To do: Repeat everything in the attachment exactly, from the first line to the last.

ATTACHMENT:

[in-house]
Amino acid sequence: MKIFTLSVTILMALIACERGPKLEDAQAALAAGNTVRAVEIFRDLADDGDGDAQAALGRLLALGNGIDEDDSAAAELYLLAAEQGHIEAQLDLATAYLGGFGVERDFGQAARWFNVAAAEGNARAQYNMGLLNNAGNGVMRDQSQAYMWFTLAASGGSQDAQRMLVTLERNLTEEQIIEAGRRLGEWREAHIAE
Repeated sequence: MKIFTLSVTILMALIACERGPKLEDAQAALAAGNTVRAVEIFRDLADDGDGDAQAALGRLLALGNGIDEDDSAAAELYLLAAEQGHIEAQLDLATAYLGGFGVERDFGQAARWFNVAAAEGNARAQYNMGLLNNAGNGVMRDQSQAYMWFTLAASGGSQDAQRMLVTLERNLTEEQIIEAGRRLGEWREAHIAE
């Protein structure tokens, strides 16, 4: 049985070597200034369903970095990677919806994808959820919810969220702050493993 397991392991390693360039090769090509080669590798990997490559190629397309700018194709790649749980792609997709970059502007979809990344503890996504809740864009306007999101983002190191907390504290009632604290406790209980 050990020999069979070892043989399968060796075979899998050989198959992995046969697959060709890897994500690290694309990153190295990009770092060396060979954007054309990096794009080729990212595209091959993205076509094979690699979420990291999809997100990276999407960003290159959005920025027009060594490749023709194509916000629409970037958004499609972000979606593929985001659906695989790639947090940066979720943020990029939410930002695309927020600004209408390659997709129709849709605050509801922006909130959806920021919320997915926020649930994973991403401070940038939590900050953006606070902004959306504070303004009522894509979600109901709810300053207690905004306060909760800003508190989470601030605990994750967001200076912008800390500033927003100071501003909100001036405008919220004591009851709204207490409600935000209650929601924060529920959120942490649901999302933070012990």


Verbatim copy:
[in-house]
Amino acid sequence: MKIFTLSVTILMALIACERGPKLEDAQAALAAGNTVRAVEIFRDLADDGDGDAQAALGRLLALGNGIDEDDSAAAELYLLAAEQGHIEAQLDLATAYLGGFGVERDFGQAARWFNVAAAEGNARAQYNMGLLNNAGNGVMRDQSQAYMWFTLAASGGSQDAQRMLVTLERNLTEEQIIEAGRRLGEWREAHIAE
Repeated sequence: MKIFTLSVTILMALIACERGPKLEDAQAALAAGNTVRAVEIFRDLADDGDGDAQAALGRLLALGNGIDEDDSAAAELYLLAAEQGHIEAQLDLATAYLGGFGVERDFGQAARWFNVAAAEGNARAQYNMGLLNNAGNGVMRDQSQAYMWFTLAASGGSQDAQRMLVTLERNLTEEQIIEAGRRLGEWREAHIAE
């Protein structure tokens, strides 16, 4: 049985070597200034369903970095990677919806994808959820919810969220702050493993 397991392991390693360039090769090509080669590798990997490559190629397309700018194709790649749980792609997709970059502007979809990344503890996504809740864009306007999101983002190191907390504290009632604290406790209980 050990020999069979070892043989399968060796075979899998050989198959992995046969697959060709890897994500690290694309990153190295990009770092060396060979954007054309990096794009080729990212595209091959993205076509094979690699979420990291999809997100990276999407960003290159959005920025027009060594490749023709194509916000629409970037958004499609972000979606593929985001659906695989790639947090940066979720943020990029939410930002695309927020600004209408390659997709129709849709605050509801922006909130959806920021919320997915926020649930994973991403401070940038939590900050953006606070902004959306504070303004009522894509979600109901709810300053207690905004306060909760800003508190989470601030605990994750967001200076912008800390500033927003100071501003909100001036405008919220004591009851709204207490409600935000209650929601924060529920959120942490649901999302933070012990």